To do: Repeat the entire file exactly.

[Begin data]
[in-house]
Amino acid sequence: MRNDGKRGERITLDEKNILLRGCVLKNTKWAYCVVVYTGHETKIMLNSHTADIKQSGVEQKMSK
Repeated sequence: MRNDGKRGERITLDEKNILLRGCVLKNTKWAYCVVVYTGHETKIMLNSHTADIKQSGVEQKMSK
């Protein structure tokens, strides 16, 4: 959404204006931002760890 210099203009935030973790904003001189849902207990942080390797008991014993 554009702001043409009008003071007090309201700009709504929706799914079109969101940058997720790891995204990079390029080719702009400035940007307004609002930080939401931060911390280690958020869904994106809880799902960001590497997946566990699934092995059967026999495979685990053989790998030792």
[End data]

[in-house]
Amino acid sequence: MRNDGKRGERITLDEKNILLRGCVLKNTKWAYCVVVYTGHETKIMLNSHTADIKQSGVEQKMSK
Repeated sequence: MRNDGKRGERITLDEKNILLRGCVLKNTKWAYCVVVYTGHETKIMLNSHTADIKQSGVEQKMSK
């Protein structure tokens, strides 16, 4: 959404204006931002760890 210099203009935030973790904003001189849902207990942080390797008991014993 554009702001043409009008003071007090309201700009709504929706799914079109969101940058997720790891995204990079390029080719702009400035940007307004609002930080939401931060911390280690958020869904994106809880799902960001590497997946566990699934092995059967026999495979685990053989790998030792």